A grandmother and child in a Warsaw park © AP

In the small town of Sierakowice, in Poland’s rural north, expectant mothers gathered at the town hall just a few days after last October’s general election with dollar signs in their eyes.

The victorious party had promised voters it would give families 500zl (€114) a month for every second and subsequent child, and voters were wondering where they could pick up their cash.

Facing one of Europe’s worst looming demographic crises, and keen to reward its core electorate of more traditional, working-class voters, the conservative Law and Justice party made the tax-free monthly handout its flagship election pledge, in a €5bn populist gamble that economists have warned questions Poland’s fiscal stability

Written into law this week, payments will start in July, unlocking a windfall that could provide larger families with the equivalent of another salary and, Warsaw hopes, boost the government’s popularity and increase fertility rates from one of the EU’s lowest levels.

“We should not be surprised that they have been coming [to ask about the payments],” said Zbigniew Fularczyk, deputy mayor of the Sierakowice district. “All they hear about in the media is this programme. The hope is fuelled all the time. I have this impression that we talk about nothing else in this country than the programme. I hope we will have enough money to pay all these people.” 

The cost of the new policy is a widespread concern, given 2.7m families and 3.7m children will be entitled to the payment and that it is a huge increase from a current situation where only families earning less than 675zl a month get a handout of 118zl per child.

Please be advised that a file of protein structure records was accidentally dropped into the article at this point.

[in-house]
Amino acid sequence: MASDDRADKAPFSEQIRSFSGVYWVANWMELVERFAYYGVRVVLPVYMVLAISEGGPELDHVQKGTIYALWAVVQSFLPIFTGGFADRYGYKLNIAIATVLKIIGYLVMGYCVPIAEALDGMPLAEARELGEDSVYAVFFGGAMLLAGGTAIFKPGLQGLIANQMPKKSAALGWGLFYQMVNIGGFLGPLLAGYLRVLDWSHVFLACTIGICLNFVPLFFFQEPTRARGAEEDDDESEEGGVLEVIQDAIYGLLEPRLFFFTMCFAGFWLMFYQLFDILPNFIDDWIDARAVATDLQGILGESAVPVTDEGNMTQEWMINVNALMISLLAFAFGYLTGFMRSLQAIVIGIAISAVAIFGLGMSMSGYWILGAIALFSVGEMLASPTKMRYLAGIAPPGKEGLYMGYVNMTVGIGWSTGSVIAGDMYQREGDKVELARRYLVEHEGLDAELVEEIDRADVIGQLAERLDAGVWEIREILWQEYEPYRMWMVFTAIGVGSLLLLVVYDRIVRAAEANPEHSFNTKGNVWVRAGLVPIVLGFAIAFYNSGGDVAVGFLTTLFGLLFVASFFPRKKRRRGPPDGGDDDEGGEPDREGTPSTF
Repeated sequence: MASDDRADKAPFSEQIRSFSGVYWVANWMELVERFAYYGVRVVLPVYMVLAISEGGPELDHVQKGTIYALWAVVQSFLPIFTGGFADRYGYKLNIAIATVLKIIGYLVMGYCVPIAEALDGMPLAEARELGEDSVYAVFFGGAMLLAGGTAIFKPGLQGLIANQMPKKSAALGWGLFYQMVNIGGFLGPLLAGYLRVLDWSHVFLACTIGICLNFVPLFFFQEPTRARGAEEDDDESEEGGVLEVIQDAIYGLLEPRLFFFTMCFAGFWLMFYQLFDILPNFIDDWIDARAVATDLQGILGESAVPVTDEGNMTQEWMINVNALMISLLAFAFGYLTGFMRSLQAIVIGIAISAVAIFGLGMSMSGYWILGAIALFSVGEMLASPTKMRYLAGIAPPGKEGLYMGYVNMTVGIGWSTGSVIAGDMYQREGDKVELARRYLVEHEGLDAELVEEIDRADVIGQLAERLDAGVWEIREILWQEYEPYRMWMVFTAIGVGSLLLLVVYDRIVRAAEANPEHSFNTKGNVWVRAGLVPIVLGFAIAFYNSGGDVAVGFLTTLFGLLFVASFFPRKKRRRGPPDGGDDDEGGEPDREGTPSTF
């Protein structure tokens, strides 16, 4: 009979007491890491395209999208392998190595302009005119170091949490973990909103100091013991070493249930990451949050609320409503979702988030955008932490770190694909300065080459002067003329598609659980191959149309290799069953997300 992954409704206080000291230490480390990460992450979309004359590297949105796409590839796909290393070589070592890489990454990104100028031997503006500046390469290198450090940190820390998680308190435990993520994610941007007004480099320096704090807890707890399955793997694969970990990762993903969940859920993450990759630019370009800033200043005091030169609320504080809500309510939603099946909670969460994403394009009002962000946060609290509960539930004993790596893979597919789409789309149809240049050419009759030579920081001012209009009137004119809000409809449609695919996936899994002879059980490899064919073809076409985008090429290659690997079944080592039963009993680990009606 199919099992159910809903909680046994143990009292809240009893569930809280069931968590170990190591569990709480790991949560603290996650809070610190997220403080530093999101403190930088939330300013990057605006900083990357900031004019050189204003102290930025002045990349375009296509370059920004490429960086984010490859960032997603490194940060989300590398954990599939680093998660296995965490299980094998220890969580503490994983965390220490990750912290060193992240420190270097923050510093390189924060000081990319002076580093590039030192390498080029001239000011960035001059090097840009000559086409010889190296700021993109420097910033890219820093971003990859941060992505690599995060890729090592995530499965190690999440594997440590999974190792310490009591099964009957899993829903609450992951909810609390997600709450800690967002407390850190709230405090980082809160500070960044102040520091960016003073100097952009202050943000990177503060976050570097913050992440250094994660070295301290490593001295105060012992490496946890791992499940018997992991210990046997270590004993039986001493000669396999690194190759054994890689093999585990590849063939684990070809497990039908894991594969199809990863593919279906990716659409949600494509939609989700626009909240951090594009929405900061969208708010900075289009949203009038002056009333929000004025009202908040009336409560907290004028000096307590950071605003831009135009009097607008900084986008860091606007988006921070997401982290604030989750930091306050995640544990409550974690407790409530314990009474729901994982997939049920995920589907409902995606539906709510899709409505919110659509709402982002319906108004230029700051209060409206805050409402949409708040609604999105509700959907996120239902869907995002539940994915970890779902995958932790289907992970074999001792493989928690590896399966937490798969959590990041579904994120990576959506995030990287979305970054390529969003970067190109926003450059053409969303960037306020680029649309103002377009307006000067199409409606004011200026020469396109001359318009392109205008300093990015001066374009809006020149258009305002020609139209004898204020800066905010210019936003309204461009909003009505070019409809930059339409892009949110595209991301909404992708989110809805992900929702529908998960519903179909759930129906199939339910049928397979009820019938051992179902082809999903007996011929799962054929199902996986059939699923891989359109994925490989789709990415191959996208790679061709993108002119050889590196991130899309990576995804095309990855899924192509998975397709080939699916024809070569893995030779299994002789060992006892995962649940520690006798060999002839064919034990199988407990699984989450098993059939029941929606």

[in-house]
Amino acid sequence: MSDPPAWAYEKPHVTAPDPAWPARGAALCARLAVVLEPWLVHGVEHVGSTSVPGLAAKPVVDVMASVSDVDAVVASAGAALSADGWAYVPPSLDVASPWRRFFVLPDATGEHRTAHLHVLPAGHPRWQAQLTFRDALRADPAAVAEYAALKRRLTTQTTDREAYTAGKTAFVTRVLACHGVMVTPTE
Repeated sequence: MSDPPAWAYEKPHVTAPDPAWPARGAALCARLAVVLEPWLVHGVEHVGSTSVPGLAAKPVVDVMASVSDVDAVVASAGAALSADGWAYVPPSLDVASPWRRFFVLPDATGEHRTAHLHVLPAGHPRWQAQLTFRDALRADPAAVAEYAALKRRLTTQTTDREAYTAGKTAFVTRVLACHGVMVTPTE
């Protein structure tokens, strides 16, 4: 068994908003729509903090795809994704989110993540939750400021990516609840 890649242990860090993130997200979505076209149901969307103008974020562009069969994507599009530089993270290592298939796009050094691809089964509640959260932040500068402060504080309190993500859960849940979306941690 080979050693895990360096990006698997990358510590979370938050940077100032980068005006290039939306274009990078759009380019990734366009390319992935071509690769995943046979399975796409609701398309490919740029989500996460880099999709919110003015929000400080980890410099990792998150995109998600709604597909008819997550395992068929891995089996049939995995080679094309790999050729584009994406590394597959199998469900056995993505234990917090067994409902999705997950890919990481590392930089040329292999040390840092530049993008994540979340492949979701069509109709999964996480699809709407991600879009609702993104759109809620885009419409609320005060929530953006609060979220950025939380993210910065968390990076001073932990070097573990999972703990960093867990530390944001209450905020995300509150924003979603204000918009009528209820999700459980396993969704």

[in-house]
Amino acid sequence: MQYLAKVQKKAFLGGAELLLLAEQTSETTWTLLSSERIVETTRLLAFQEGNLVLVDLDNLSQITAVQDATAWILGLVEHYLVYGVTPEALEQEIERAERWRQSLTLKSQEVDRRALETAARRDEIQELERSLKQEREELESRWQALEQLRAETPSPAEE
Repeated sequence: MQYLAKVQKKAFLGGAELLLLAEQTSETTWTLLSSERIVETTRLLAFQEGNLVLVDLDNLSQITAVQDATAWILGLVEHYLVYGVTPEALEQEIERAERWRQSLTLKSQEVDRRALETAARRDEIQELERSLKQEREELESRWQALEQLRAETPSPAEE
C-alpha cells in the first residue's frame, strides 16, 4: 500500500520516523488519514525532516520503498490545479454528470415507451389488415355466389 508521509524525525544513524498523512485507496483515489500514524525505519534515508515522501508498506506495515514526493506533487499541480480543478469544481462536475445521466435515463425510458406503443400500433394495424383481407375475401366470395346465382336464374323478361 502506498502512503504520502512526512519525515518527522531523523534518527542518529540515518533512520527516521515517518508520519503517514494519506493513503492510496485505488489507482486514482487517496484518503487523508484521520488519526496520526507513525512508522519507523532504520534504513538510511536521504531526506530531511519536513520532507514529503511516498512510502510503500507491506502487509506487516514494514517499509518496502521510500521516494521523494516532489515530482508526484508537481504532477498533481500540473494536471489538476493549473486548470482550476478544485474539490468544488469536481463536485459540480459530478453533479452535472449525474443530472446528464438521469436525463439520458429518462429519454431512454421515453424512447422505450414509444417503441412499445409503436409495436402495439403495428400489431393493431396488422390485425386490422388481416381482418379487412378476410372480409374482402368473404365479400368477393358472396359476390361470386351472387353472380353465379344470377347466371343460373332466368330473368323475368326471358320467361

Law and Justice, a conservative party influenced by the country’s powerful Catholic church, has long argued that the fruits of Poland’s economic boom over the past decade have been felt only by the country’s more liberal and urban middle classes. Rewarding working-class people, who typically have larger families and live in rural areas, mainly in the country’s poorer eastern regions, was a key part of the party’s election manifesto.

“This is a big move towards fixing Poland . . . real support from the Polish state for those who are the most important in our country: families with children,” said President Andrzej Duda. “I do not want a Poland where I hear all the time, ‘It cannot be done’.”

Banks, economists and ministers expect the handout, which applies to all second and subsequent children below the age of 18, including those already born, will cost the exchequer about €3bn this year, rising to €5bn in 2017 when it is applied across 12 months. 

That will be partially paid for by new taxes on mainly foreign-owned banks and supermarkets, and a one-off €2.1bn windfall from selling telecom licences. But how Warsaw will fill that funding hole next year is vexing many.

Devised and pushed by the party’s political thinkers, and not its financial experts, the cost of the handout has raised concern in the finance ministry. Poland brought its fiscal deficit down from 8 per cent in 2010 to 3 per cent last year, but fears over looser spending have seen yields on Poland’s 10-year debt to rise 78 basis points over the past year. Warsaw has raised over €6.5bn in bond sales this year to account for increased spending. 

Fitch, the rating agency, warned last month that Poland’s ‘A’ sovereign rating was based on keeping its deficit below 3 per cent, a level the EU considers acceptable.

“If we get a signal that the deficit will be higher, that will be a negative rating trigger,” said Arnaud Louis, Fitch’s chief analyst for Poland.

Mateusz Morawiecki, deputy prime minister, described the handout as “huge money” but said rising economic growth should help cover the costs. He conceded it was unclear what effect it would have on fertility levels.

“It is a crude measure . . . We don’t know exactly what kind of impact it will have,” he said. “After 12, 24 months we will be able to assess the impact and perhaps make it more flexible,” he added, without providing details.

According to his own calculations, Poland will see its working-age population fall by 5.3m people, or 22 per cent, over the next 35 years, crippling its growth prospects as pension and healthcare costs for a bulging elderly population soar.

“This is not an encouragement to have another child and no one should see it that way,” said Paulina Bromek-Paprocka, a mother with one child who will not receive any money under the programme. “I am not decided about whether I will have another child, but 500 zloty will not affect that.”

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